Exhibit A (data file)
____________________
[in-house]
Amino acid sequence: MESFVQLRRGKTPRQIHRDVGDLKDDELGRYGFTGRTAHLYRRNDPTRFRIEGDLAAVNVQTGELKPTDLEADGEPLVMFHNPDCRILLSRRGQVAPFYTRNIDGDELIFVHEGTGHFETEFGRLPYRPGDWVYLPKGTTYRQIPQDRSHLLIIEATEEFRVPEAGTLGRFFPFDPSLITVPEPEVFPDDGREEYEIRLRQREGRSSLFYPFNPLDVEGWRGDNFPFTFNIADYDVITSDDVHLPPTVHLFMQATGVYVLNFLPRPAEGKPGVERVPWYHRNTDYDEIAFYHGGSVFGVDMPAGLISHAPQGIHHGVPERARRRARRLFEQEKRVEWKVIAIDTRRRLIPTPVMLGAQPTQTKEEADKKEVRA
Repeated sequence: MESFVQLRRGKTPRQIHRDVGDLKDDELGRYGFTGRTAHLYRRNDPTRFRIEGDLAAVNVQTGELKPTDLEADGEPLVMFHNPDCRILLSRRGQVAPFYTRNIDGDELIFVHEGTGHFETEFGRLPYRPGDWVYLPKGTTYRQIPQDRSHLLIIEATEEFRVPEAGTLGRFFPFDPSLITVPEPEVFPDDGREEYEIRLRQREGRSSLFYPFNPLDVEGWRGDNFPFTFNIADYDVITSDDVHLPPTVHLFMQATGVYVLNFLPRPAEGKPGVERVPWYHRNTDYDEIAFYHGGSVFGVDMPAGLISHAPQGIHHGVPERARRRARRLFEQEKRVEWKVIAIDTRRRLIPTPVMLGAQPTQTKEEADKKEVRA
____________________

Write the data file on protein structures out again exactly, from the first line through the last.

[in-house]
Amino acid sequence: MESFVQLRRGKTPRQIHRDVGDLKDDELGRYGFTGRTAHLYRRNDPTRFRIEGDLAAVNVQTGELKPTDLEADGEPLVMFHNPDCRILLSRRGQVAPFYTRNIDGDELIFVHEGTGHFETEFGRLPYRPGDWVYLPKGTTYRQIPQDRSHLLIIEATEEFRVPEAGTLGRFFPFDPSLITVPEPEVFPDDGREEYEIRLRQREGRSSLFYPFNPLDVEGWRGDNFPFTFNIADYDVITSDDVHLPPTVHLFMQATGVYVLNFLPRPAEGKPGVERVPWYHRNTDYDEIAFYHGGSVFGVDMPAGLISHAPQGIHHGVPERARRRARRLFEQEKRVEWKVIAIDTRRRLIPTPVMLGAQPTQTKEEADKKEVRA
Repeated sequence: MESFVQLRRGKTPRQIHRDVGDLKDDELGRYGFTGRTAHLYRRNDPTRFRIEGDLAAVNVQTGELKPTDLEADGEPLVMFHNPDCRILLSRRGQVAPFYTRNIDGDELIFVHEGTGHFETEFGRLPYRPGDWVYLPKGTTYRQIPQDRSHLLIIEATEEFRVPEAGTLGRFFPFDPSLITVPEPEVFPDDGREEYEIRLRQREGRSSLFYPFNPLDVEGWRGDNFPFTFNIADYDVITSDDVHLPPTVHLFMQATGVYVLNFLPRPAEGKPGVERVPWYHRNTDYDEIAFYHGGSVFGVDMPAGLISHAPQGIHHGVPERARRRARRLFEQEKRVEWKVIAIDTRRRLIPTPVMLGAQPTQTKEEADKKEVRA